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The Greeks referred to Africa as ‘Ethiopia’, meaning the land of the ‘burnt-face’ people. Hence all dark-skinned people were called ‘Ethiopians’.
The Romans organised their conquered territories around the Mediterranean Sea (N. Africa in today’s terms) into a province, which they called ‘Africa’. This comes from the word ‘afri’ which means “a group of people of whom little is known”.

Source: Dr. John Henrik Clarke, “African People in World History” born 1915, died 17th July 1998

This is the story of a remarkable African woman who left her mark on history in the 16th century.
Northern Nigeria is the home of the Hausa people. Their origin in the area dates back to the 10th century or so. Most Hausa believe they originated partially from a Baghdad prince who left his father’s palace after a row. He ended in northern Nigeria at Daura, near present-day Kano.
At Daura he succeeded in killing a snake which had been terrorising women trying to fetch water from a well because the snake lived in the well. As his reward, the king gave him his daughter in marriage.
The marriage produced a son called Bawo. Bawo himself had six sons who founded city-states each. One of these states was called Zazzau.
The 22nd ruler of Zazzau was called Bakwa Turunku (believed to be a queen). She had two daughters: Aminatu (the elder) and Zaria. Bakwa built a new capital of Zazzau and named it Zaria, after her younger princess. Zaria eventually became the name of the state.
Amina was just 16 when she was given the traditional title magajiya (heir apparent). It was Amina that inherited her mother’s warlike character. It was believed she succeeded her mother and reigned from about 1536 for nearly 34 years. In this period she waged war on and conquered many states. Her many conquests and subsequent annexation of territory extended the borders of Zaria as far as Bauchi and the river Niger in the south and Katsina in the north. At her apogee Zaria became the centre of the North-South Saharan trade and the East-West Sudan trade. This brought her great power and wealth.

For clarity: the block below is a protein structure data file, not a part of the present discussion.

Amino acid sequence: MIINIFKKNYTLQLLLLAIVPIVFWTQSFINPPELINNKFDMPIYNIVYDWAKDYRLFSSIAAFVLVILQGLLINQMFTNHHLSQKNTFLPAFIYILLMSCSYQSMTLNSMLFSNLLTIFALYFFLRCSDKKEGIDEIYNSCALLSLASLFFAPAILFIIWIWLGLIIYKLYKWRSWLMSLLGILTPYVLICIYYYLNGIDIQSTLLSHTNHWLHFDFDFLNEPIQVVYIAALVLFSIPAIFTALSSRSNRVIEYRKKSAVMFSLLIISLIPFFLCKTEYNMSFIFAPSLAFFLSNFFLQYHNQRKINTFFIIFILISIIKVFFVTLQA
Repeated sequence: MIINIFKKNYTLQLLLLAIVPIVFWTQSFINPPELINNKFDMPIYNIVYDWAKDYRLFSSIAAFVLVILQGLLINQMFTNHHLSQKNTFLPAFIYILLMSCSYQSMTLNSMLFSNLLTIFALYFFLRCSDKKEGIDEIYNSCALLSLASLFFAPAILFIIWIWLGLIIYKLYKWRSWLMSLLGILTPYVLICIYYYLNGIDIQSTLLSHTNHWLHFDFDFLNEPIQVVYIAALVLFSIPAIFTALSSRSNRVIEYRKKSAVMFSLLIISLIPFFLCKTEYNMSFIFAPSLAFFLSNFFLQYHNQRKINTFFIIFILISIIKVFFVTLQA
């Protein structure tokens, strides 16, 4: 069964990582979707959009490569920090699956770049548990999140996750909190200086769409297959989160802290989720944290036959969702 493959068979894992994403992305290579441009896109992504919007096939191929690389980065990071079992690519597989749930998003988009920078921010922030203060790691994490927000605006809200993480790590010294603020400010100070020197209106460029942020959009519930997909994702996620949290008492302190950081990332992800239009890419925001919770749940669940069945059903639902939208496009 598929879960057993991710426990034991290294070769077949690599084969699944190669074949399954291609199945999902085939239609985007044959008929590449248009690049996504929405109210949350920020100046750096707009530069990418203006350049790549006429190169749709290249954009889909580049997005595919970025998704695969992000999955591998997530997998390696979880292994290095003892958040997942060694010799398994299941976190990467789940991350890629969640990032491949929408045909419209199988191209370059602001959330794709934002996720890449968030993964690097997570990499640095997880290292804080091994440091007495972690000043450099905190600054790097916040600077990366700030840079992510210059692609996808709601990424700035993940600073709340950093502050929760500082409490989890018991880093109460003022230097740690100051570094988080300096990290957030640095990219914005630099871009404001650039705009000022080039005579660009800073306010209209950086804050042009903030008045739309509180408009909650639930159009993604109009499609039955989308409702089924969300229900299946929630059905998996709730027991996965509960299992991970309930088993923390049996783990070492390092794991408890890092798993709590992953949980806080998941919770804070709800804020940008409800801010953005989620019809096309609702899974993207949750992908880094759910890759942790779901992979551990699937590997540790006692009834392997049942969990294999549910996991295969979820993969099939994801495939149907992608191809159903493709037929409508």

Love Life? It’s scary.
Because she was busy waging war she had no time for a full-time husband. She never married and neither did she have offspring. Nevertheless she enjoyed a “healthy sex life”. Wherever she went and conquered, she took a ‘temporary husband’ but had him killed the following morning so that he did not live to tell of his experiences with the queen.
Amina walled the military camps that she established. Cities then developed within these walls. These walls became known as ganuwar Amina or Amina’s walls; some of these are still standing.

Parentage and Bands in her Early Years in Africa
Miriam Makeba was born in Johannesburg, South Africa on March 4 1932. Her mother was a Sangoma, which is a mystical traditional healer, of the Xhosa tribe. At the mere age of 18 days, Miriam began serving a six-month prison term with her mother who was imprisoned for illegally selling traditional Swazi homemade beer as a result of economic necessity.
As a teenager, Miriam assisted her mother with the domestic work she did for white families. She also pursued singing and in 1950 joined an amateur Johannesburg group called the Cuban Brothers. At the age of 21 Miriam caught the attention of the successful 11-piece band, The Manhattan Brothers and began her musical career by recording her debut single, “Lakutshona Llange”.
Miriam then joined the female vocal group, The Skylarks in 1958 singing a mix of jazz and traditional folk music. She reunited with members of the Manhattan Brothers in 1959 when she accepted the lead female role in the musical ‘King Kong’.

Meeting with Harry Belafonte: London
With her appearance in the semi-documentary, anti-apartheid film ‘Come Back, Africa’, Miriam, already a major star in Southern Africa, got the attention of international audiences. As a result, she attended the premiere of this film at the 1959 Venice Film Festival in Italy. After the festival Miriam travelled to London where she was toasted by celebrities and other singers such as Cleo Laine. She also met African-American performer and civil rights activist Harry Belafonte, who had requested a private screening of the film. Struck by Miriam’s mixture of traditional African rhythms and popular musical forms, Belafonte described her as “the most revolutionary new talent to appear in any medium in the last decade.”

Years in America
From London, Miriam travelled to New York City. Through Belafonte, who became her sponsor and promoter in the USA, she appeared on the popular US TV show of the time, The Steve Allen Show, which led to performances in nightclubs around New York City such as the performance at the Village Vangard where members of the audience included Nina Simone, Miles Davis and Sidney Poitier. After this performance, Time Magazine called Miriam “the most exciting new singing talent to appear in many years.”